January 14th, 2021 - Alex Usher
I want to draw everyone’s attention today to a short but quite interesting report from the OECD, the Evaluation of the Academy for Smart Specialization, a rather unique university/community partnership for regional economic development based in Karlstad, Sweden. It seems to have been done on a contract basis (i.e. the Academy paid OECD for the analysis), but the unit that did it goes under The Geography of Higher Education, which I urge everyone to keep an eye on because it seems like a group doing really interesting stuff in areas Canadians should care about – how universities can contribute to regional economic development.

So, Karlstad is a town of about 80,000, the seat of the Värmland Region (pop. 275,000), which sits along the Norwegian border. Värmland is a region amid a fairly long decline, and the story is familiar: it used to be dependent on steel and pulp/paper for an economy, and is now dealing with the long shift to a service economy. One of its chief assets in this shift is Karlstad University, a new-ish university with about 9,000 FTEs, based in the capital city. If you’re thinking of Canadian equivalents, think about a cross between Thompson Rivers and Ontario Tech.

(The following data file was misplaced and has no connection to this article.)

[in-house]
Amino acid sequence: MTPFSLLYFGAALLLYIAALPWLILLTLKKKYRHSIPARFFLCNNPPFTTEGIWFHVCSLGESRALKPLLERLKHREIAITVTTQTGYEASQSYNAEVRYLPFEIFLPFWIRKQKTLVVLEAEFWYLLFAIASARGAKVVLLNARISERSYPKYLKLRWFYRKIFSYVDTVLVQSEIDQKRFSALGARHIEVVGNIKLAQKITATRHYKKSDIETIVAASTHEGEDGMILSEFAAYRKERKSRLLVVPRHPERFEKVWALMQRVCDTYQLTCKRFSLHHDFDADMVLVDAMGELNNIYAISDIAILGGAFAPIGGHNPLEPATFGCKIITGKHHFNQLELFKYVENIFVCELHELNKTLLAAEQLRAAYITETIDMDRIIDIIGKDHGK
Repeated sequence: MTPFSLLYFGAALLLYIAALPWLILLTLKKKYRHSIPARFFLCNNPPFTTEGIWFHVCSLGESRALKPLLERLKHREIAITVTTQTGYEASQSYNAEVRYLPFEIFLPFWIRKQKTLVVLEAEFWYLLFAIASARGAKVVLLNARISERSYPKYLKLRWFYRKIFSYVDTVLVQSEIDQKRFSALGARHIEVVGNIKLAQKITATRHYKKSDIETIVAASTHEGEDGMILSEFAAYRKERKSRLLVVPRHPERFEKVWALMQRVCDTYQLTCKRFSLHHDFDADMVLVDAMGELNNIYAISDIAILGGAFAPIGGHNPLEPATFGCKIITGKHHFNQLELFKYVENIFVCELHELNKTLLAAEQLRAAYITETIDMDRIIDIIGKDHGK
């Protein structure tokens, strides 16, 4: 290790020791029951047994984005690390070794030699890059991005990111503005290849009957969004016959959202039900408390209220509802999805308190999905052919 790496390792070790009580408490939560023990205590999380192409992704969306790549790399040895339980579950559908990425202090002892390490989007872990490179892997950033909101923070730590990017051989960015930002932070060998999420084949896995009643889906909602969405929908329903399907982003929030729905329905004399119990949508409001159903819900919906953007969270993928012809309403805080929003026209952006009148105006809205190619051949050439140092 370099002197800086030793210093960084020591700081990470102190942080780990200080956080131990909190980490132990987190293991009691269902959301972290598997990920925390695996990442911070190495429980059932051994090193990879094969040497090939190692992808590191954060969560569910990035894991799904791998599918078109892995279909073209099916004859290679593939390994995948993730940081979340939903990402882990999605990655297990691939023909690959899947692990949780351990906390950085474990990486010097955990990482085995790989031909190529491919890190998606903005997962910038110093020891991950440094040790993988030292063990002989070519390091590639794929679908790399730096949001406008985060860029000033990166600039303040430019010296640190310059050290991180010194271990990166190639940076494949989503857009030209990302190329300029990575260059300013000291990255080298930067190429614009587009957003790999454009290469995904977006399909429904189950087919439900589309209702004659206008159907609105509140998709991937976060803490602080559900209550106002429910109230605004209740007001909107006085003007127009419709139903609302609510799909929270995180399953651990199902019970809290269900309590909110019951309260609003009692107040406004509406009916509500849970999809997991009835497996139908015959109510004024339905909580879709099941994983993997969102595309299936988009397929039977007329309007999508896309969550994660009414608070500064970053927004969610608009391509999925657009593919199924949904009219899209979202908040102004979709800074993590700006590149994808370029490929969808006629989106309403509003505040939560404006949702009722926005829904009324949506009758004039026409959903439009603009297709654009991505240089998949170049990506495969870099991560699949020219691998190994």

Now, one of the interesting things about Karlstad University is that it has been quite focused on regional development almost since the beginning; even more remarkably, the regions has reciprocated that interest. In 2006, the region asked the OECD for recommendations on how the university could better contribute to economic growth (the report is here).  This led to some early partnerships such as the “10 professors program”, in which the region paid the university to hire ten professors, provided they were employed almost exclusively in applied research and were matched with local business clusters working in fields such as production technology, materials science, renewable energy, etc. The final report on this project suggested that the project was reasonably good, but suffered somewhat from the professor/cluster relationships being seen as too transactional and insufficiently relational.